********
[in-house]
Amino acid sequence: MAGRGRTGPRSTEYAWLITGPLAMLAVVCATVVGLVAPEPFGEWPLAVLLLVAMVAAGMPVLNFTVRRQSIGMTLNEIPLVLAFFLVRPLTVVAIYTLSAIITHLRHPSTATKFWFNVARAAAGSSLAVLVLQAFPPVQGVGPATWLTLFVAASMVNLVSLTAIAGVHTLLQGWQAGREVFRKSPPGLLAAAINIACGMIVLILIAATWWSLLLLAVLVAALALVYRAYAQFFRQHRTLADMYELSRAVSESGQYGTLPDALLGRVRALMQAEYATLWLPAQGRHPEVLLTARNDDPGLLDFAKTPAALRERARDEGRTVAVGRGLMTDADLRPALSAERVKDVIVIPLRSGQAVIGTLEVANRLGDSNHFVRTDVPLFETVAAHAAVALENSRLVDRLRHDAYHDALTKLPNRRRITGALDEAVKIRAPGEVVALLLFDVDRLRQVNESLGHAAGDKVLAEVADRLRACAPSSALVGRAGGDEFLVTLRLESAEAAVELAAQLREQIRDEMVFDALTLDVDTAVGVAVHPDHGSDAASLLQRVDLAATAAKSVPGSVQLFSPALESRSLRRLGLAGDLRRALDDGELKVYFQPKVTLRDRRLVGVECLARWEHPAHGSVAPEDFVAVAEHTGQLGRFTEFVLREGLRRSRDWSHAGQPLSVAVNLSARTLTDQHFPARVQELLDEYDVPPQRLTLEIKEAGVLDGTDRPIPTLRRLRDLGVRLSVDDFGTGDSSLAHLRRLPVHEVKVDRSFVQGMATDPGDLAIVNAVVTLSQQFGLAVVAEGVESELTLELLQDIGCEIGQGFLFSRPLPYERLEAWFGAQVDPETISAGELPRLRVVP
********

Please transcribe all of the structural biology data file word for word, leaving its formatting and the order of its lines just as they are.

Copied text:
[in-house]
Amino acid sequence: MAGRGRTGPRSTEYAWLITGPLAMLAVVCATVVGLVAPEPFGEWPLAVLLLVAMVAAGMPVLNFTVRRQSIGMTLNEIPLVLAFFLVRPLTVVAIYTLSAIITHLRHPSTATKFWFNVARAAAGSSLAVLVLQAFPPVQGVGPATWLTLFVAASMVNLVSLTAIAGVHTLLQGWQAGREVFRKSPPGLLAAAINIACGMIVLILIAATWWSLLLLAVLVAALALVYRAYAQFFRQHRTLADMYELSRAVSESGQYGTLPDALLGRVRALMQAEYATLWLPAQGRHPEVLLTARNDDPGLLDFAKTPAALRERARDEGRTVAVGRGLMTDADLRPALSAERVKDVIVIPLRSGQAVIGTLEVANRLGDSNHFVRTDVPLFETVAAHAAVALENSRLVDRLRHDAYHDALTKLPNRRRITGALDEAVKIRAPGEVVALLLFDVDRLRQVNESLGHAAGDKVLAEVADRLRACAPSSALVGRAGGDEFLVTLRLESAEAAVELAAQLREQIRDEMVFDALTLDVDTAVGVAVHPDHGSDAASLLQRVDLAATAAKSVPGSVQLFSPALESRSLRRLGLAGDLRRALDDGELKVYFQPKVTLRDRRLVGVECLARWEHPAHGSVAPEDFVAVAEHTGQLGRFTEFVLREGLRRSRDWSHAGQPLSVAVNLSARTLTDQHFPARVQELLDEYDVPPQRLTLEIKEAGVLDGTDRPIPTLRRLRDLGVRLSVDDFGTGDSSLAHLRRLPVHEVKVDRSFVQGMATDPGDLAIVNAVVTLSQQFGLAVVAEGVESELTLELLQDIGCEIGQGFLFSRPLPYERLEAWFGAQVDPETISAGELPRLRVVP